“There was only a few of us out there, and those were teams doing well, but they also didn’t have a lot of competition at their level,” Miller says. “Therefore, there wasn’t much innovation happening to go to the next level for them because they were already at the top running high 4-second passes in the Pro Mod class. All it takes is a couple teams to come in and start knocking those barriers down. Then, the team that was stuck at the high-4s all of a sudden makes the push to go to mid-4s and then bottom-4s. Competition drives innovation and we all drive each other. I know it works for us. As soon as somebody comes out and runs with us, we are doing everything we can to figure out what we need to do to go to the next level.”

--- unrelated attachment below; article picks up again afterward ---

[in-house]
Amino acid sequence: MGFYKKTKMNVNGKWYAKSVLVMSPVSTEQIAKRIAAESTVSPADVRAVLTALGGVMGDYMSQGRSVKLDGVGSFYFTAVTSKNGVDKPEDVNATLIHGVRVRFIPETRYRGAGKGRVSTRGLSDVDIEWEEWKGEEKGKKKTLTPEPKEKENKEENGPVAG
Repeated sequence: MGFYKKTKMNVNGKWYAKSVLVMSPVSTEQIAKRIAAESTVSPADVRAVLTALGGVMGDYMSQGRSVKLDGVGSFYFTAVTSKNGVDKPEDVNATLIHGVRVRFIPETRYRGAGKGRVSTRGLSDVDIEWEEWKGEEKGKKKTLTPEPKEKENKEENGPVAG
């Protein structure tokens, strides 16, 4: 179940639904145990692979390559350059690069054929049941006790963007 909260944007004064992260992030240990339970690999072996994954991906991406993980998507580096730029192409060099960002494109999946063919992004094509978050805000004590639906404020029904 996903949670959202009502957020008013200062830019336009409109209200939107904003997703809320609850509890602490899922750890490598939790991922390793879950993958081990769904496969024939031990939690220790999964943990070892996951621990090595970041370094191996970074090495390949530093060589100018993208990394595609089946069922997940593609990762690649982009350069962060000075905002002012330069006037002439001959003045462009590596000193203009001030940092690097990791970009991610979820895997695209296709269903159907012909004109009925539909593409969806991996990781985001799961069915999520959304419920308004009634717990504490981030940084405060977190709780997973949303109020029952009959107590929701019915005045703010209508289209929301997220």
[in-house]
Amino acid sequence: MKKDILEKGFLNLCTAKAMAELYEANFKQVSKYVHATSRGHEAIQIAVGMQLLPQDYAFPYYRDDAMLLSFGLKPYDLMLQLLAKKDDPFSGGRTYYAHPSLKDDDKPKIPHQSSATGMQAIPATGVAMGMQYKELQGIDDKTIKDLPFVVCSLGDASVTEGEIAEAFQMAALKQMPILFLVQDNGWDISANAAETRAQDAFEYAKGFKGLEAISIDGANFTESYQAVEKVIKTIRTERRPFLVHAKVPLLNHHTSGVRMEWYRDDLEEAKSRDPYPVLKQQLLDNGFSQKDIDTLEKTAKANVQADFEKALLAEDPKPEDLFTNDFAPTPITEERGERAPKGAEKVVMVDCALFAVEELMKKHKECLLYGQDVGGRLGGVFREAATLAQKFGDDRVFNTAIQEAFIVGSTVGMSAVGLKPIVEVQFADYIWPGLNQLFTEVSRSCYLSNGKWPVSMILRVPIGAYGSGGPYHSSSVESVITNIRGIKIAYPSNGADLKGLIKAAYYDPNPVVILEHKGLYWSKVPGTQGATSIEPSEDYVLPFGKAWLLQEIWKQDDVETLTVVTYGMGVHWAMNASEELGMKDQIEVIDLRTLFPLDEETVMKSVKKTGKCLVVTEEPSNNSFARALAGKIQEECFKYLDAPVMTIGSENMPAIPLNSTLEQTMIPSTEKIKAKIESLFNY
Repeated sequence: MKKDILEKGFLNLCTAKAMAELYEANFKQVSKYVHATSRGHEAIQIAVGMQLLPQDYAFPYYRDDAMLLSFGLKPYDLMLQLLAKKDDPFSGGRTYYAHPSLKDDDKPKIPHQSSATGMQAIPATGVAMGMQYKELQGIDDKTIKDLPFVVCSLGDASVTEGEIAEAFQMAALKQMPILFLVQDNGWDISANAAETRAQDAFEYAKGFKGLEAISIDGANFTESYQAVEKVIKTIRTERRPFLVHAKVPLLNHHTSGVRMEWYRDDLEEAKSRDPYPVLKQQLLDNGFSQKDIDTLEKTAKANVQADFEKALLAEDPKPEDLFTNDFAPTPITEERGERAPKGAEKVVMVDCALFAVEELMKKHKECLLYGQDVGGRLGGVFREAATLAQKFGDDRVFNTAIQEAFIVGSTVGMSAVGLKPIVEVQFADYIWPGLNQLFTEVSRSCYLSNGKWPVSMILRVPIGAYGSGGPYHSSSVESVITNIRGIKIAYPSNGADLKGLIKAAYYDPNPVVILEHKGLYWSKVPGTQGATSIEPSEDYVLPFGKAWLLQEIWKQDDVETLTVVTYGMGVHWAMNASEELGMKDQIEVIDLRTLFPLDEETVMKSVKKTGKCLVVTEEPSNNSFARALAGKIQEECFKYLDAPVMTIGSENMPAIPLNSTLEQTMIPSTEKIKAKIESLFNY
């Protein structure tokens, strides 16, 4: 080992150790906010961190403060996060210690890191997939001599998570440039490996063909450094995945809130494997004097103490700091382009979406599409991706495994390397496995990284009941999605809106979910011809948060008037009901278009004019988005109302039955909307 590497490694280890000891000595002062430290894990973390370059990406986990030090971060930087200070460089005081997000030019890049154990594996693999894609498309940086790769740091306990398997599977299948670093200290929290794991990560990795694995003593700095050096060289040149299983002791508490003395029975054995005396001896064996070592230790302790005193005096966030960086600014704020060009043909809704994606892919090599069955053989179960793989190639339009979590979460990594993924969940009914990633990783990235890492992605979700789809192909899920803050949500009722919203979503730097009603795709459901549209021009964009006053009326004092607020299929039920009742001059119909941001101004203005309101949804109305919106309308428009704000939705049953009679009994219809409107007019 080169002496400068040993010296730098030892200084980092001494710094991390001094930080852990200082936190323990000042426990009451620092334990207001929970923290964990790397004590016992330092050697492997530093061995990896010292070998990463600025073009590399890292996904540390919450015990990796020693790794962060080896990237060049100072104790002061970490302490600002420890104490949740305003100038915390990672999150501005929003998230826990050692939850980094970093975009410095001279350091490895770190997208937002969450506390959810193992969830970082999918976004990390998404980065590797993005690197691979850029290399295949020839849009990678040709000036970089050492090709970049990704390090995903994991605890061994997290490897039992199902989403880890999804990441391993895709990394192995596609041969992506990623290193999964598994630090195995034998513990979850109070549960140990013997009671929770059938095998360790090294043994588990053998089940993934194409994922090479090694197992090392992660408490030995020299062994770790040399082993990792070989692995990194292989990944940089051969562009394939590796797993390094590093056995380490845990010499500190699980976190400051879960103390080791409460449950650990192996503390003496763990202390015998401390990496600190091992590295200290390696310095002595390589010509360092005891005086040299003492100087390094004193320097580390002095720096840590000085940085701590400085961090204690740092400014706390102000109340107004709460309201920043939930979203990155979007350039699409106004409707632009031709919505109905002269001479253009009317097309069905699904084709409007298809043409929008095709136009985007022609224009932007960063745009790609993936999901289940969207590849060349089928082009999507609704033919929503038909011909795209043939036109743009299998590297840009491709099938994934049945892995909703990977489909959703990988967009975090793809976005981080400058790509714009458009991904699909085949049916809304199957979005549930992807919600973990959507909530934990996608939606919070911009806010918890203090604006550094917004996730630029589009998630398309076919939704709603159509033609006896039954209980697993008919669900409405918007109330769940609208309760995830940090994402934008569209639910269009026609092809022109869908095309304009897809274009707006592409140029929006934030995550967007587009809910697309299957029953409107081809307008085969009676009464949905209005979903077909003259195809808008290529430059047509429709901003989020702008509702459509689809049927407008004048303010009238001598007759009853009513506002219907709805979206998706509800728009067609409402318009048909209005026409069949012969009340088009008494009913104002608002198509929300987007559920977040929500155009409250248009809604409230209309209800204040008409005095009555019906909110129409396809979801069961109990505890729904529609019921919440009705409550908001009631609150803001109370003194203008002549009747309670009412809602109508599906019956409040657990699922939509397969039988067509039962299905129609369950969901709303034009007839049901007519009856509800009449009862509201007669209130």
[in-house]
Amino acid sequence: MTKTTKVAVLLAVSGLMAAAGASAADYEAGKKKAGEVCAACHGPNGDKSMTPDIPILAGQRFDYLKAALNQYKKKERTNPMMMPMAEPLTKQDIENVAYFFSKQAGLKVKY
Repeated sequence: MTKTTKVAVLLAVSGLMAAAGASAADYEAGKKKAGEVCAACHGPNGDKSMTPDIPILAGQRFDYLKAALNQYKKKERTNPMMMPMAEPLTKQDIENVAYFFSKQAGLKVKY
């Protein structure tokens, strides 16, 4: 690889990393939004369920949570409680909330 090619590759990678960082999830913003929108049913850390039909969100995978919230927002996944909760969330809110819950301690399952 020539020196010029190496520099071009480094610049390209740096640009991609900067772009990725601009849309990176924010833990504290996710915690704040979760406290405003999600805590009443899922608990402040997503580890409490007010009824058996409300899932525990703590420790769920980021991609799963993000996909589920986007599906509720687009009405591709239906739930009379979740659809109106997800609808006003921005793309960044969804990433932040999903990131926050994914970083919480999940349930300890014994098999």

To get to that next level for Firepunk, from running 5.00-second ETs to low-4s, would take horsepower and less weight.
“The difference is about 1,200 horsepower, maybe more than that,” Miller laughs. “If you take a Pro Modified vehicle that weighs 3,200-lbs., that’s a heavy Pro Mod by today’s standards. Some of the nitrous cars are 2,350-lbs. with the driver in the Pro Mod class. A lot of the screw blown cars are 2,750-2,800-lbs. When we first put the S10 together in Pro Mod, we were 3,450-lbs., and that was still with a cast Cummins engine. We ran a 4.47, I believe, in 2018, which is the first year we debuted in Pro Mod. To us, the difference was we were able to make laps without tearing up the drivetrain.
“The transmission actually went 100 passes and we weren’t putting so much load on the engine that we were tearing up valves and all this stuff because it didn’t take as much horsepower as it did in the Pro Street class to run a lot slower time because we were that much lighter (more than 1,000-lbs).